The Japanese government has pledged continued assistance for Cambodia’s efforts to prevent cybercrime, as well as other crimes including terrorism and violent extremism, while a senior Japanese embassy official noted that cybercrime scams are becoming more serious in the region.
Taninai Ichitomo, deputy chief of mission at the embassy, warned that the rapid increase in cybercrime in Southeast Asia is a priority issue as it poses a serious threat to regional security efforts, with Cambodia being no exception.
“I understand that the situation of cybercrime scams has recently been becoming more serious in Cambodia,” he noted while addressing the June 19 opening of a cybersecurity training course in Phnom Penh.
“A number of cases were reported last year in which online recruitment agencies promised high wages, but the positions were often linked to transnational organised crime,” he explained.
The fived-day training is being coordinated and implemented by the UN Office on Drugs and Crime (UNODC), and supported by Japan.
The course is being attended by Cambodian authorities, including National Police, financial intelligence unit, and representatives of the Ministry of Justice.
“Accelerated digitalisation during the Covid-19 pandemic has unfortunately created more diverse and complex forms of cybercrime as well. Under these circumstances, capacity development to counter these crimes is now becoming more and more important,” explained Ichitomo.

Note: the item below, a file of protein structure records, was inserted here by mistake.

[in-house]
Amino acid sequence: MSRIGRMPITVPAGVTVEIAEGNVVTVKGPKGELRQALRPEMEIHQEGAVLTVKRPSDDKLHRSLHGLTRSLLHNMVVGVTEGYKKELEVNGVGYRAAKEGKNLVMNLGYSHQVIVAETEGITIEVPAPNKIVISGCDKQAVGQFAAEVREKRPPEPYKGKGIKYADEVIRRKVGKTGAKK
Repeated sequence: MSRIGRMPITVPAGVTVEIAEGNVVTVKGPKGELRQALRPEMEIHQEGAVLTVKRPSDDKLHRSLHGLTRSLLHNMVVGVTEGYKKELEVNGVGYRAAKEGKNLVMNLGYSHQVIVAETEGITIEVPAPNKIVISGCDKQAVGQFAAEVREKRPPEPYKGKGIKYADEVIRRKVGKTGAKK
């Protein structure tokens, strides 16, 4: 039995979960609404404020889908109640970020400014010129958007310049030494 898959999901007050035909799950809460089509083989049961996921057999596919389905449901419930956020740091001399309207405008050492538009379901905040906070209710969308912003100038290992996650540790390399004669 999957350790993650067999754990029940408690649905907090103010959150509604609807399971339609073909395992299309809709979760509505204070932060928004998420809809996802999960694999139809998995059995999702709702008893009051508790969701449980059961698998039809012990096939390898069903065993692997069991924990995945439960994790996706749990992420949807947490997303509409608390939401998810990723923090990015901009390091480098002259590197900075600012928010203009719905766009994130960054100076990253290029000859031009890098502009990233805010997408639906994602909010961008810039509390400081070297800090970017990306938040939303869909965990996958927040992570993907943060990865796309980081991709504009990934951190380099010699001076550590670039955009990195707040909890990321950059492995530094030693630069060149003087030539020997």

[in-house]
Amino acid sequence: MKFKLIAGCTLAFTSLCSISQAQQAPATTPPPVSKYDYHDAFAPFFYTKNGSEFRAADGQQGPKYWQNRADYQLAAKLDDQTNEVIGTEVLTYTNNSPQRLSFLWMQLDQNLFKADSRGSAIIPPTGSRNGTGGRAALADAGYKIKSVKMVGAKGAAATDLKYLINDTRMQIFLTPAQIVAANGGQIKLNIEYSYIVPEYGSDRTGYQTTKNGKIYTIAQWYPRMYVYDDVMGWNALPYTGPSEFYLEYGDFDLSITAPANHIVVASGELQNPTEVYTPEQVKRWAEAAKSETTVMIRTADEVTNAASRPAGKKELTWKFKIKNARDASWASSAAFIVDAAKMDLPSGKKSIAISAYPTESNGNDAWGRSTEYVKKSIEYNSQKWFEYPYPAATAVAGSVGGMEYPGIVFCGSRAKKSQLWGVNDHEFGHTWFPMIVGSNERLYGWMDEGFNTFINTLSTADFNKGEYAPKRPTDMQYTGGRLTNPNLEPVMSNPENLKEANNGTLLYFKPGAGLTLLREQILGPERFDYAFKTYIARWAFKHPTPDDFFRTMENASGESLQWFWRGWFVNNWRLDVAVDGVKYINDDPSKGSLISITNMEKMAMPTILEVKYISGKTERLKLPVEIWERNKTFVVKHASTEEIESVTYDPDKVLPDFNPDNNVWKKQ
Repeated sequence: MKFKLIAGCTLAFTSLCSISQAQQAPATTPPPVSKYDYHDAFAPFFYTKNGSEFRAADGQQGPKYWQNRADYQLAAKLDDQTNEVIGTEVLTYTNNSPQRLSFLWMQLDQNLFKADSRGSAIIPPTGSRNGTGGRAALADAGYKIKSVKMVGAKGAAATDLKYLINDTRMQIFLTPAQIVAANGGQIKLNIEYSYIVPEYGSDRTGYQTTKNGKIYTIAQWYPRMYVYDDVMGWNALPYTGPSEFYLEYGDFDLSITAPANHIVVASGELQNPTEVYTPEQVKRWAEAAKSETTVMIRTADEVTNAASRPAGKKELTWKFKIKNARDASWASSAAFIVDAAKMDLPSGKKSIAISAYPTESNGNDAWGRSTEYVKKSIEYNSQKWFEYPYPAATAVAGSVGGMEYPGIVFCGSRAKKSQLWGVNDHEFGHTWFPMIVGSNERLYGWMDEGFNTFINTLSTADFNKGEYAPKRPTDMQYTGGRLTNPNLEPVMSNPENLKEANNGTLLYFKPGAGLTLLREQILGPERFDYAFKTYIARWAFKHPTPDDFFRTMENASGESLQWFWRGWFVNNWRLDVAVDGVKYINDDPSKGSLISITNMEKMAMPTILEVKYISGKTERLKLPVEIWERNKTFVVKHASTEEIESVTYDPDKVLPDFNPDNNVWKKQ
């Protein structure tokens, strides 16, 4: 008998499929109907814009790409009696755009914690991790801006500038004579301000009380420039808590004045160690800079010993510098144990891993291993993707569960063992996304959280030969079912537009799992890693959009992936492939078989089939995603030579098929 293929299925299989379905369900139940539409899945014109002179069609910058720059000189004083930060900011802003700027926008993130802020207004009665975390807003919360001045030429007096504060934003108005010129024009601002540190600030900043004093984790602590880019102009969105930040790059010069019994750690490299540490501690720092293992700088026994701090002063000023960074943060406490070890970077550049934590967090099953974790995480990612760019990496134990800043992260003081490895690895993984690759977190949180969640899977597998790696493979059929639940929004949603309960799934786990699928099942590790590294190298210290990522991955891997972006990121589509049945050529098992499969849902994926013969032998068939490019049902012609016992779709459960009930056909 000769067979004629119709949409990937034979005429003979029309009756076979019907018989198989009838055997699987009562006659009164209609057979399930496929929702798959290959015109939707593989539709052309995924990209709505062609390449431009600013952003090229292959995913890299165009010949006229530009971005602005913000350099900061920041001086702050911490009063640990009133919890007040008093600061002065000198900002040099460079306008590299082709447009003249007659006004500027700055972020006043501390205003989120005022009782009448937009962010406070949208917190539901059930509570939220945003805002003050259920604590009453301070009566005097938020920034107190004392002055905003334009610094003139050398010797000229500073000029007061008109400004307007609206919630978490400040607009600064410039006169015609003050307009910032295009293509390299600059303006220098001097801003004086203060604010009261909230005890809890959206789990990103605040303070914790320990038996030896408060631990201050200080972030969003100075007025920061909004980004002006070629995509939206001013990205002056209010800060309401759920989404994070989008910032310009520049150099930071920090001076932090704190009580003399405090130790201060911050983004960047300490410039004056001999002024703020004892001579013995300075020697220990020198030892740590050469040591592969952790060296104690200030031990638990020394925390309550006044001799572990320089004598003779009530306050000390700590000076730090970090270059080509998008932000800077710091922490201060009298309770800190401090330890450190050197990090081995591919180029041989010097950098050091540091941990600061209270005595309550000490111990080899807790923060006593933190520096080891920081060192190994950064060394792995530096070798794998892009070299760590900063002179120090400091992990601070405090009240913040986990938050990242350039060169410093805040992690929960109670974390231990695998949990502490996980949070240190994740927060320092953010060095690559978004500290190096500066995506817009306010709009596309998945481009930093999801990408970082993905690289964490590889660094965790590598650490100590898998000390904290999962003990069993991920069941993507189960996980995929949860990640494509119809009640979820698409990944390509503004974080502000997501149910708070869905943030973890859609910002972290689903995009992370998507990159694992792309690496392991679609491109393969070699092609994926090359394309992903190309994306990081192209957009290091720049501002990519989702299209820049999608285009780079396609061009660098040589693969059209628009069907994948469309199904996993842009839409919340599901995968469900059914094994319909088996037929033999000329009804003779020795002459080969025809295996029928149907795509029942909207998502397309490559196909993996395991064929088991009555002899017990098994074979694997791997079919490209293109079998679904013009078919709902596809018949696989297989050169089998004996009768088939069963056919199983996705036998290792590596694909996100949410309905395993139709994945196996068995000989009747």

“The Government of Japan will continue to support Cambodia in preventing not only cybercrime but also other crimes including terrorism and violent extremism, in adherence with our core values of the rule of law, human rights, peace and justice,” he added.
He described how the UNODC and Japanese government remain cooperative strategic partners.
“We hold annual high-level policy dialogues to identify shared priorities, and formulate and implement action plans. Countermeasures against cybercrime are one of the key pillars of our priorities in countering organised crime and corruption,” he said.
He highlighted that for this reason, Japan has decided to support this project with the aim of familiarising Southeast Asian countries’ authorities with practical methods for investigation, collection, management and transportation of digital evidence resulting from cybercrime.
“This programme will directly contribute to improvement of criminal justice authorities’ capabilities to address cybercrime, enabling the prevention of a number of cases at an early phase,” he said.
“I believe that this partnership will enable both countries to have more diverse and deeper relations than before. The project we are launching today is a great example of this,” noted Ichitomo.
This year marks the 70th anniversary of the establishment of diplomatic relations between Japan and Cambodia. Recently, their bilateral relationship was upgraded to a comprehensive strategic partnership.
“Japan hopes that the training programme will help improve the capability of Cambodian criminal justice authorities to address cybercrime, which is one of the priority areas of cooperation between Japan and the UNODC,” said the embassy in a June 19 social media post.